💊 Sanofi all in for AI; The Council of the EU takes on AMR; IPD builds biomanufacturing capacity
Ending things with polio once and for all; Blaming bacteria for endometriosis; What’s new in space food?
Hello and welcome to a light and breezy day with The Kable.
First up: Africa. South Korea’s International Vaccine Institute (IVI) and West Africa’s Senegal-based Institut Pasteur de Dakar (IPD) have inked an MoU with a focus on capacity-building so that in future, Africa doesn’t have to be at the tail end of the vaccine access line. The two institutes will collaborate in making IPD a regional Centre of Training Excellence in Biomanufacturing. The IVI-IPD collab will help equip talented youth, especially women, with specialized skills in vaccine R&D, manufacturing and distribution. It will enable manufacturing and tech transfer of existing vaccine technologies, strengthen Good Clinical Practice and regulatory pathways, and conduct end-to-end vaccine development relevant to Africa’s specific disease burden.
Sick of talking about the global health worker shortage? Let’s talk about what might plug those gaps in the future. At the end of 2021, the global AI in healthcare market was valued at around $7 billion. According to Future Market Insights, the market will register a CAGR of 38.5%, touching $181.8 billion by 2032. North America will account for the lion’s share of the market, with Europe close behind. The Asia Pacific region’s share will also grow as ventures here focus on AI-based healthcare tech.
Fewer antibiotics for humans and fewer antibiotics for animals. That’s what the EU is hoping for. The Council of the EU has adopted recommendations made by the European Commission to tackle the antimicrobial resistance problem. The recommendations propose a 20% reduction in the total human consumption of antibiotics and a 50% reduction in the total EU sales of antimicrobials used in farm animals and aquaculture by 2030. At least 65% of human-consumed antibiotics should consist of WHO-classified Access group products.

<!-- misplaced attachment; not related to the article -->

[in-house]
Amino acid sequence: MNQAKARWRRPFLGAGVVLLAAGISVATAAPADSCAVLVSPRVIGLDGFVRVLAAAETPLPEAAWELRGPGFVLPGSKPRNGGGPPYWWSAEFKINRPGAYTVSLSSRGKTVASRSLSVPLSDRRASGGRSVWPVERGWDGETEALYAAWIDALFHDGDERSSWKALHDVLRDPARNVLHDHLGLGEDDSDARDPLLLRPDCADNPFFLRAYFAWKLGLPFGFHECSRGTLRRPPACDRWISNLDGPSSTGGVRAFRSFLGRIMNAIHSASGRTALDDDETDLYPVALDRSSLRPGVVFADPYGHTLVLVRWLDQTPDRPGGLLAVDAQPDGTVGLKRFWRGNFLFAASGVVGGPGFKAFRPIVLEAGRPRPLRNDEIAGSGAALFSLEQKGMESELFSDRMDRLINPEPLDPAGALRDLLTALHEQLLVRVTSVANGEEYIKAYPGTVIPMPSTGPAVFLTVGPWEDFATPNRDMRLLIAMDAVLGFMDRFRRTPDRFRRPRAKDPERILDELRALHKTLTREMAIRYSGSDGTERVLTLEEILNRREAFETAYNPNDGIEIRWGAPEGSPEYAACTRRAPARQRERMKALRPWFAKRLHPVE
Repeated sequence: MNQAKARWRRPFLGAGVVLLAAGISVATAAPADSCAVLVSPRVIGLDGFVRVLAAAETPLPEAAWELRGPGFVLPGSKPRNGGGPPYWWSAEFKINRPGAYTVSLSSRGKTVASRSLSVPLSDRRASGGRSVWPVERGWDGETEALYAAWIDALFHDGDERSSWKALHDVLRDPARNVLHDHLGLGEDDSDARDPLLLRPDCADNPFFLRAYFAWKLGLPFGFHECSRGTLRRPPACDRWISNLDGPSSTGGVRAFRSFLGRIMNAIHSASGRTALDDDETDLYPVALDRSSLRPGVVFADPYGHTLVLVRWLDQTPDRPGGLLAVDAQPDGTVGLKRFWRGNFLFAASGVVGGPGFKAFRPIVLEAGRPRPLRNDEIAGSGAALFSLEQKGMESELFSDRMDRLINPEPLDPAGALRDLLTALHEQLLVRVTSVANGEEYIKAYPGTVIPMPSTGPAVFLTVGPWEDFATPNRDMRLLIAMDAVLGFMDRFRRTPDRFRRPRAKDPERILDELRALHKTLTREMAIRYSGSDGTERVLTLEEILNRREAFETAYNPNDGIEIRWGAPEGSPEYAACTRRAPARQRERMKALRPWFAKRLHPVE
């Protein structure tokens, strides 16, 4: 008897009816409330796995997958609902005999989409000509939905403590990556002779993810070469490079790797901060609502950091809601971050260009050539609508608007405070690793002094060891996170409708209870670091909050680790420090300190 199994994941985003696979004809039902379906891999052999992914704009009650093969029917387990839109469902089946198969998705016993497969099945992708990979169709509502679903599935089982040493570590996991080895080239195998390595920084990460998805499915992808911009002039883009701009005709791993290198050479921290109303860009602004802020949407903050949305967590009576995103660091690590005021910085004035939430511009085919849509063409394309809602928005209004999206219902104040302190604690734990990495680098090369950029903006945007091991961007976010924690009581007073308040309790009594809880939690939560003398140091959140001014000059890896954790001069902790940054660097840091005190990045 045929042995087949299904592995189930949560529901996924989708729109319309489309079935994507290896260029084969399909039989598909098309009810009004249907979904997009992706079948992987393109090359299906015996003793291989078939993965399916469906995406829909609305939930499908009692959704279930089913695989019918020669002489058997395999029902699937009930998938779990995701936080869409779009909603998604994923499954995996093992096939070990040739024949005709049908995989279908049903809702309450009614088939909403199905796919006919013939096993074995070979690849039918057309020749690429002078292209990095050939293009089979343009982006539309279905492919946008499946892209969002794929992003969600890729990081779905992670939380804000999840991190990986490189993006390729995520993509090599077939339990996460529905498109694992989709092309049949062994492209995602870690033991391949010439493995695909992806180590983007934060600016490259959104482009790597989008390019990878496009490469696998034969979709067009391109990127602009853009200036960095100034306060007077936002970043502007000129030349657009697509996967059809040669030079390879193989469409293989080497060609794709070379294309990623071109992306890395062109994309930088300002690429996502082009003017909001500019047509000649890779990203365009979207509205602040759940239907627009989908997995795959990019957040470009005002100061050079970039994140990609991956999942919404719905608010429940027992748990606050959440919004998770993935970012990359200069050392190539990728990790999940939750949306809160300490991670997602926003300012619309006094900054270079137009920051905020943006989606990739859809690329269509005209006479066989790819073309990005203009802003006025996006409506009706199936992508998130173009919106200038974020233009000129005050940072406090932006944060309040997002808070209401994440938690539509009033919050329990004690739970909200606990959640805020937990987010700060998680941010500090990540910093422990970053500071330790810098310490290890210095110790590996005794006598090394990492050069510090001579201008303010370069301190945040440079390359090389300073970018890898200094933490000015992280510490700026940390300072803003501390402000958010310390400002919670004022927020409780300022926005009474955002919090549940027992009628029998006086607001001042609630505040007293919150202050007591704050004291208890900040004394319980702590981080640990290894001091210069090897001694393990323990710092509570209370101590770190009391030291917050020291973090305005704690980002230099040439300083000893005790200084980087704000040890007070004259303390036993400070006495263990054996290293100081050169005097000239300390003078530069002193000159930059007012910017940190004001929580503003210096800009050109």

The US FDA has completed the most recent biannual update of its list of off-patent, off-exclusivity drugs without an approved generic. This list aims to encourage development – and the submission of applications under an abbreviated approval pathway – for medicines which have limited competition.
USAID has launched a five-year Health Resilience Activity in Ethiopia, focusing on leadership development and data training. The agency will grant Ethiopia’s Ministry of Health $12 million to build capacity to predict, prepare for, and respond to public health emergencies at the sub-regional level.
Schistosomiasis, or water belly, is a disease caused by a worm which manifests as swollen bellies in children and adults. It is linked to poor sanitary conditions and is prevalent in the poorest regions of the Global South, especially Africa. It infects about 200 million people annually. There is no market for vaccines against water belly in the northern hemisphere, which is why research into this disease hasn’t been a priority for large global corporations. But now researchers from Brazil’s Oswaldo Cruz Foundation are making progress towards the first-ever vaccine to prevent Schistosoma masnoni infections; they are in the final phase of human testing and are awaiting WHO approval.
And finally, lest Big Pharma feel left out, let’s talk about Roche. The Swiss company is planning a public-private partnership agreement in Rwanda to tackle breast cancer.